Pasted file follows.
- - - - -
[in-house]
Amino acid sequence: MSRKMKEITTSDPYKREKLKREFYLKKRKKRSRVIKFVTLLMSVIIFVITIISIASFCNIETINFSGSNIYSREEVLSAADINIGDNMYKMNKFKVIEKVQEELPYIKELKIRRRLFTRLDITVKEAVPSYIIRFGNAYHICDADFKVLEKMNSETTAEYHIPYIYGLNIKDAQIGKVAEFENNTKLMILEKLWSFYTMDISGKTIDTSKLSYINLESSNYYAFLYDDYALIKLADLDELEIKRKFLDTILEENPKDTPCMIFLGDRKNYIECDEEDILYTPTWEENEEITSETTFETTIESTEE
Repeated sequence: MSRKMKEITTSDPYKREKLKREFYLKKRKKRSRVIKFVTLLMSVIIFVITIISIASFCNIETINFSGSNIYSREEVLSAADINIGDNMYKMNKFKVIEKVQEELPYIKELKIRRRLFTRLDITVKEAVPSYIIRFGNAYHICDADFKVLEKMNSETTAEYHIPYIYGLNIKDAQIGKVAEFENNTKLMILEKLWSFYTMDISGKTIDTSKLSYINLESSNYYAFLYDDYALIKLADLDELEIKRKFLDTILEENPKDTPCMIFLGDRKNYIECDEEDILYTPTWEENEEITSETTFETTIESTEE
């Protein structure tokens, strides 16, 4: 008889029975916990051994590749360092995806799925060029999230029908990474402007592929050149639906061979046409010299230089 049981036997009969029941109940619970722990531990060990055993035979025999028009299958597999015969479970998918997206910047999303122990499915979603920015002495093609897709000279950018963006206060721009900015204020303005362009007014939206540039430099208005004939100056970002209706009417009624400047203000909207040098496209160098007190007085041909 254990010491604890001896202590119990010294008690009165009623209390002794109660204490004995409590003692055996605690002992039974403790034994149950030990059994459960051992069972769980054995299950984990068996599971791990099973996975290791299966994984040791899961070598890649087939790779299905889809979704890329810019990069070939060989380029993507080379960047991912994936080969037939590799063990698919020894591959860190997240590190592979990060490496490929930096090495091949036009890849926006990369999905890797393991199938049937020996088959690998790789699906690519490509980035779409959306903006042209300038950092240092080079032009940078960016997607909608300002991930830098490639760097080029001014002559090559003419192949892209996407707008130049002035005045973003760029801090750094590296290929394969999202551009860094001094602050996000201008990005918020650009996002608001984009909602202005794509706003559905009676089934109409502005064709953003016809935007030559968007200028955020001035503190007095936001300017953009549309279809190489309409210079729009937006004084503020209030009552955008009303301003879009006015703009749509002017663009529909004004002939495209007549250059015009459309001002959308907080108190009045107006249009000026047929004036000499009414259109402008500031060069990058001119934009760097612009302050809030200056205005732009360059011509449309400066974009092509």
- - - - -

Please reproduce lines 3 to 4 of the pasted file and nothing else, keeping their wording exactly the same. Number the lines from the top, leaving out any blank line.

Repeated sequence: MSRKMKEITTSDPYKREKLKREFYLKKRKKRSRVIKFVTLLMSVIIFVITIISIASFCNIETINFSGSNIYSREEVLSAADINIGDNMYKMNKFKVIEKVQEELPYIKELKIRRRLFTRLDITVKEAVPSYIIRFGNAYHICDADFKVLEKMNSETTAEYHIPYIYGLNIKDAQIGKVAEFENNTKLMILEKLWSFYTMDISGKTIDTSKLSYINLESSNYYAFLYDDYALIKLADLDELEIKRKFLDTILEENPKDTPCMIFLGDRKNYIECDEEDILYTPTWEENEEITSETTFETTIESTEE
């Protein structure tokens, strides 16, 4: 008889029975916990051994590749360092995806799925060029999230029908990474402007592929050149639906061979046409010299230089 049981036997009969029941109940619970722990531990060990055993035979025999028009299958597999015969479970998918997206910047999303122990499915979603920015002495093609897709000279950018963006206060721009900015204020303005362009007014939206540039430099208005004939100056970002209706009417009624400047203000909207040098496209160098007190007085041909 254990010491604890001896202590119990010294008690009165009623209390002794109660204490004995409590003692055996605690002992039974403790034994149950030990059994459960051992069972769980054995299950984990068996599971791990099973996975290791299966994984040791899961070598890649087939790779299905889809979704890329810019990069070939060989380029993507080379960047991912994936080969037939590799063990698919020894591959860190997240590190592979990060490496490929930096090495091949036009890849926006990369999905890797393991199938049937020996088959690998790789699906690519490509980035779409959306903006042209300038950092240092080079032009940078960016997607909608300002991930830098490639760097080029001014002559090559003419192949892209996407707008130049002035005045973003760029801090750094590296290929394969999202551009860094001094602050996000201008990005918020650009996002608001984009909602202005794509706003559905009676089934109409502005064709953003016809935007030559968007200028955020001035503190007095936001300017953009549309279809190489309409210079729009937006004084503020209030009552955008009303301003879009006015703009749509002017663009529909004004002939495209007549250059015009459309001002959308907080108190009045107006249009000026047929004036000499009414259109402008500031060069990058001119934009760097612009302050809030200056205005732009360059011509449309400066974009092509």